In his latest photography tutorial, noted French photographer (and prolific video tutorial maker) Serge Ramelli demonstrates how to quickly and effectively replace a sky in Photoshop.
As a landscape and cityscape photographer, I'm at the mercy of mother nature. My portfolio is heavily skewed towards dramatic skies — the more fiery clouds, the better. However, as with most things in life, often times things don't go your way. There's nothing worse than planning out a trip to an exotic location only to endure a wall of gray when you arrive. Sometimes, in order to save a shot you need to engage in some post-production wizardry (some would refer to this as "cheating"; I prefer "wizardry").
Compositing a sky is very common. The difficult part is doing it well. As I outlined in a previous article, my method of choice is using luminosity masks. Ramelli uses a combination of the Multiply blend mode, Gaussian blur tool, and simple masks with pretty decent results. Though the final blends he shows in the tutorial lack some realism and have problems with halos and bleed over, with a little more time I have no doubt that these issues can be resolved. Ramelli achieves a good starting point for his blend in a matter of minutes and it's a technique I'll certainly be trying out for my next composite.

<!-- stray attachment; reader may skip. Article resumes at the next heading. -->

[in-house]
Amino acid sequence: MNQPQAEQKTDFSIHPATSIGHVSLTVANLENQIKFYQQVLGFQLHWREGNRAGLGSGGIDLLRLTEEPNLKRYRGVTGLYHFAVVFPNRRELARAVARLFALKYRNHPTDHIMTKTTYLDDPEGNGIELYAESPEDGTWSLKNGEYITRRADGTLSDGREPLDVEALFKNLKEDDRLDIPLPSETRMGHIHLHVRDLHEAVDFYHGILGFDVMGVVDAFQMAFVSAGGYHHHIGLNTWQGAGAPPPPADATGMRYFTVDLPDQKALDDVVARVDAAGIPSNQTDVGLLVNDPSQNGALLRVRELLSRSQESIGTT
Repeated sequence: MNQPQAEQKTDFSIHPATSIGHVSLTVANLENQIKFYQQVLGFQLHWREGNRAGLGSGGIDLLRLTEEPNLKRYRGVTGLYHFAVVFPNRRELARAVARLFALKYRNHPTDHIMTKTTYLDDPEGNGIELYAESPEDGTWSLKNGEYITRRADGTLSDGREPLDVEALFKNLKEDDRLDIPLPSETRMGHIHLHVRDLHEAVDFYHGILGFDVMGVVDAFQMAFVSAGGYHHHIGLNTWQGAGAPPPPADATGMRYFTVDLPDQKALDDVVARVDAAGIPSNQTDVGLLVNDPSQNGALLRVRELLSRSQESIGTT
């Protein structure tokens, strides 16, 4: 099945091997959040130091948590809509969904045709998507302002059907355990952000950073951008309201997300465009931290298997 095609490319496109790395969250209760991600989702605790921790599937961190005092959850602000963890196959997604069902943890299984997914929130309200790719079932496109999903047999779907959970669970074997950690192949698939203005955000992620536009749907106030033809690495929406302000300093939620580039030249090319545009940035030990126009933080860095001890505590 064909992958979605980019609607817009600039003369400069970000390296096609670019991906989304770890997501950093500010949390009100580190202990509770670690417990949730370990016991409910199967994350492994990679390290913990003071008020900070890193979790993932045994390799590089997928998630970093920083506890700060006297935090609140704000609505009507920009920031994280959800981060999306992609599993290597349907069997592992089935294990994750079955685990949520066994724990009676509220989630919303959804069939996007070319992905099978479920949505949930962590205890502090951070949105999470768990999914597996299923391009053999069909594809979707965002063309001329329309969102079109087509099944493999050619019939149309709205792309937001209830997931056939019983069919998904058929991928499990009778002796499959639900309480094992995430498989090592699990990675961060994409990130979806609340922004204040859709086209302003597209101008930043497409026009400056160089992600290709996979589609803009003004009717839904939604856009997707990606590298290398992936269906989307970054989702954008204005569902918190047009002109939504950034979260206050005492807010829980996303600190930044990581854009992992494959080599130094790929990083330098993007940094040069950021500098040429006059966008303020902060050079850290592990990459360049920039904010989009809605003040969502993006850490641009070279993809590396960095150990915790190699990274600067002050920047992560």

If you're just starting out, it's important to build up a good sky library. Keep your camera with you at all times and start shooting!